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Suburban Residents Begin Clean-Up From Flooding

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Beck was finally able to return to his home he was being evacuated by boat on Friday.  (Credit: Lisa Fielding)

Beck was finally able to return to his home he was being evacuated by boat on Friday. (Credit: Lisa Fielding)

(Credit: Lisa Fielding) Lisa Fielding
Lisa Fielding is a news anchor and reporter for Newsradio 780....
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DES PLAINES, Ill. (CBS) — Sewage drains are on overdrive on Barry Lane as river waters from the Des Plaines finally recede.

“This street was a lake, it came in so fast, I didn’t even have time to get the cars out,” said homeowner Ed Beck.

Beck was finally able to return to his home he was being evacuated by boat on Friday. Five days later, he got his first look at his basement that at one point had 9 feet of water floor to ceiling.

“This was a fully furnished basement. We lost furniture, carpeting, a TV on the wall, our water heater, a workshop,” he said.

Beck says they’ve gotten two ‘floods of the century’ in the last five years. He’s says he’s had enough.

“We’ve learned our lesson this time around. We’re headed to higher ground. This Des Plaines river is too unpredictable.”

Meantime, Street crews are everywhere in Des Plaines helping to clean up debris and make sure motorists don’t bypass flood barriers.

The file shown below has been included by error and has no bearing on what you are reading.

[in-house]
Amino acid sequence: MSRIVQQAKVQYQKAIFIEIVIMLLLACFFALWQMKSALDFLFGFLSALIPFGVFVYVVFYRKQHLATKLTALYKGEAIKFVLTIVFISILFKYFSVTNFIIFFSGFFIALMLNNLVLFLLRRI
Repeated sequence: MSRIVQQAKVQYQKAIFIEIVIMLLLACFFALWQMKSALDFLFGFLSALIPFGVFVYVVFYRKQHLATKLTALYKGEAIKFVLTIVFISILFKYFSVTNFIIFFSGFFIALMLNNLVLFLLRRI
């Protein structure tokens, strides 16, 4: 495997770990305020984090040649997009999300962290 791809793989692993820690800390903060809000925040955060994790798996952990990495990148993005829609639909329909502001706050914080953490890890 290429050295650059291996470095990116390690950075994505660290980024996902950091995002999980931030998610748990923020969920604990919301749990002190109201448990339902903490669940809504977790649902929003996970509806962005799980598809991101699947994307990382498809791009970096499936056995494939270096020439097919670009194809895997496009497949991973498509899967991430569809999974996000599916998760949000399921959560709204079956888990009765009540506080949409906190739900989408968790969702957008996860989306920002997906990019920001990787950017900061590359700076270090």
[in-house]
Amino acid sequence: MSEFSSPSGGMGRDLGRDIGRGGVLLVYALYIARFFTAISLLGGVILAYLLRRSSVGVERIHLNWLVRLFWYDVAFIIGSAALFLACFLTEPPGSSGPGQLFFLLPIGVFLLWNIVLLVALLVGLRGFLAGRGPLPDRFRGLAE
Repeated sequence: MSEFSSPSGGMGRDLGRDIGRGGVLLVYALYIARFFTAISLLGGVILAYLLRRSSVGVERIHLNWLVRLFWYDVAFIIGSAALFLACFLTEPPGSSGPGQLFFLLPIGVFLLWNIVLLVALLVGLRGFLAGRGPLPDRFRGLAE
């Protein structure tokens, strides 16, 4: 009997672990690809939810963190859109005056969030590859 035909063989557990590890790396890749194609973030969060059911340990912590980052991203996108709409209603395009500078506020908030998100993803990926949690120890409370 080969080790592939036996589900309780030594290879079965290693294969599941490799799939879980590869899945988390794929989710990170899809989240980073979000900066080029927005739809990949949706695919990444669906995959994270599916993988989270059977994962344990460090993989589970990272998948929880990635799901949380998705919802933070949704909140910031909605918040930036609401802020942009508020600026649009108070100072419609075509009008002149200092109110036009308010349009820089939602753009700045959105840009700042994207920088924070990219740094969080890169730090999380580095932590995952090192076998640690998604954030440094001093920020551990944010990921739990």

“Motorists are still disobeying barriers and attempting to drive through standing water and they end up walking away in waist high water with a broken car,” said acting Mayor Mark Walsten.
Walsten says the Des Plaines River surpassed the peak flood stage of 1986 and broke the record by a half an inch, close to 11 feet.

Sewage drains are on overdrive on Barry Lane as river waters from the Des Plaines finally recede. (Credit: Lisa Fielding)

Sewage drains are on overdrive on Barry Lane as river waters from the Des Plaines finally recede. (Credit: Lisa Fielding)

He says the cleanup is still an ‘all hands on deck’ operation.

“we are still on high mode of operation, 12 hour shifts. It’s going to cost dearly but the money doesn’t matter.We are worried about taking care of the city itself and its residents.”

“We are continuing to monitor the streets. Oakton street is now open. We are working on River Road and after that some smaller streets,” he said.

Elk Street near the McDonald’s museum is still closed due to high waters.

Several city workers from other villages and towns have joined Des Plaines in helping clear debris and sandbags.

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